DENVER — Ski resorts will have to find new ways to reduce face-to-face interactions between guests and staff this season and the cancelation of J1 visas will make it difficult for ski resorts to find enough staff to handle day-to-day operations. For most ski resorts, automated ski access technology can help with these challenges.
“Automated ski access technology has long been an important management tool and guest amenity that improves the skiing experience,” said John Keefe, SKIDATA vice president. “No one foresaw that it could also promote public health or help resorts overcome staffing challenges but in today’s world those added benefits will be essential to mountain operations.”
SKIDATA introduced RFID access control to the ski industry as a revenue management tool that provides data about lift and resort use. It also offers operational efficiencies and reduces the risk of lift access fraud. Automated access has also been a popular user amenity that improves the guest experience.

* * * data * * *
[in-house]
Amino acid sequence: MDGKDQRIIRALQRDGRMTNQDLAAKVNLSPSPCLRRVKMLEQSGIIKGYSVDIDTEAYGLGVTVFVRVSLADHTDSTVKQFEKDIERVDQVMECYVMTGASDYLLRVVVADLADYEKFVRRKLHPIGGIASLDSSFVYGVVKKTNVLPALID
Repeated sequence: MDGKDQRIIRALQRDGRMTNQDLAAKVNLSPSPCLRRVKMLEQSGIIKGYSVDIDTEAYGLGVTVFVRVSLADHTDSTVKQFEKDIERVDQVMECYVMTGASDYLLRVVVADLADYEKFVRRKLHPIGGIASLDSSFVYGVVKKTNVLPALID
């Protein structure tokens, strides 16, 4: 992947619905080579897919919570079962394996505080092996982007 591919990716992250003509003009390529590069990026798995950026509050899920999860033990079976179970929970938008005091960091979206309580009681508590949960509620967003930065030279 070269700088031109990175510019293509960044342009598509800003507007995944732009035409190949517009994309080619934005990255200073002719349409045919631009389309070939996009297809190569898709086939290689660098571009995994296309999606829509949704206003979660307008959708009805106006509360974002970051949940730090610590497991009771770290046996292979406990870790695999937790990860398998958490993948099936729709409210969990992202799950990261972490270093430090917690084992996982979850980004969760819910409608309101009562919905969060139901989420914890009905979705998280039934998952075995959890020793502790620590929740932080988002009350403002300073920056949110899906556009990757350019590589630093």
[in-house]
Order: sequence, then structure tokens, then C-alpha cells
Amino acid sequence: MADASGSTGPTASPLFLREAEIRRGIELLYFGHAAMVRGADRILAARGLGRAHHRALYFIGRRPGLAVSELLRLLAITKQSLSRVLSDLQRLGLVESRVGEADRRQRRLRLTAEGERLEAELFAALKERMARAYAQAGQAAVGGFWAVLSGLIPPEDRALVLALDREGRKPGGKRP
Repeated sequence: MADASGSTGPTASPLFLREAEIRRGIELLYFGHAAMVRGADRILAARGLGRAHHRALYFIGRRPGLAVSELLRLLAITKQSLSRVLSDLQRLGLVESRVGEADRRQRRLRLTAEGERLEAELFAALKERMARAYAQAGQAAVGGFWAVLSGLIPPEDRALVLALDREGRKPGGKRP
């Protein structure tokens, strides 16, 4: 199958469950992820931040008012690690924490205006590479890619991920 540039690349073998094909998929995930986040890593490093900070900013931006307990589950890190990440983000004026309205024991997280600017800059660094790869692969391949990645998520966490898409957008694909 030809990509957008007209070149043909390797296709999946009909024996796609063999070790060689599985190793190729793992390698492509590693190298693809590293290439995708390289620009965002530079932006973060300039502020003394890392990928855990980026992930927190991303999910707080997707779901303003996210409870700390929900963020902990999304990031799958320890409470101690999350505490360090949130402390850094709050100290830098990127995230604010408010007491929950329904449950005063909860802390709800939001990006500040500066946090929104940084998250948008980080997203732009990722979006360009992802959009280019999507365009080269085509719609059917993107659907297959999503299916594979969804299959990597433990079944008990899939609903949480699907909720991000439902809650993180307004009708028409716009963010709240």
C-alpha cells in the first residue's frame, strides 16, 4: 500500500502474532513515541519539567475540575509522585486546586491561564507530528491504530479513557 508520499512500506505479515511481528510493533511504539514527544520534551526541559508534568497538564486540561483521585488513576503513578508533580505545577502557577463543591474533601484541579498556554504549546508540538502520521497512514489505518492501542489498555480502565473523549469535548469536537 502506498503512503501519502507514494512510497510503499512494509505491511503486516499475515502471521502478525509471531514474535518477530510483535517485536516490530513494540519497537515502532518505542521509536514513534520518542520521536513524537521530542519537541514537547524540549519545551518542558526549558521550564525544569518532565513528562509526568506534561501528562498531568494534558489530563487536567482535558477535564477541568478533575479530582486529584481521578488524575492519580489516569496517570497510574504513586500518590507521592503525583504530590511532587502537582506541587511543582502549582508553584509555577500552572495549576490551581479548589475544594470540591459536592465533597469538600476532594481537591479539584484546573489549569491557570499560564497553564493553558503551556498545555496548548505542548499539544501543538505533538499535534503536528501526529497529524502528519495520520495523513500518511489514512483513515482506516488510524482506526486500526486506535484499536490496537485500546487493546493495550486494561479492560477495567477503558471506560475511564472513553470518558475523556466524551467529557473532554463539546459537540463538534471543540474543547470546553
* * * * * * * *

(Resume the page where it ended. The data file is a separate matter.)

Guests have the option to purchase lift tickets online and print their tickets or have them sent to their mobile devices. For skiers who prefer to purchase RFID passes and tickets, SKIOSK stand-alone ticket kiosks can permit guests to purchase lift tickets that can also be used for lodge access without standing in crowded ticket lines. In addition to being more convenient, remote and SKIOSK purchasing also promotes public health by allowing skiers to avoid crowded lines.
On-slop access readers located at the entry to ski lifts automatically read RFID tags and bar code enabled lift tickets. The technology significantly reduces face-to-face interactions and can also be used when resorts use automated check point technology with remote monitoring tools like Operation Center/Gate Service displayed on a tablet or desktop computer.
“Automating lift ticket reading benefits skiers and mountain operations,” said Keefe. “The Coronavirus has everyone looking for outdoor activities that are safe and healthy. Skiing can provide the perfect solution this winter, and by minimizing face-to-face staff/guest interactions, ski access technology can make skiing safer, healthier and easier to manage.”
For more information, visit www.skidata.com.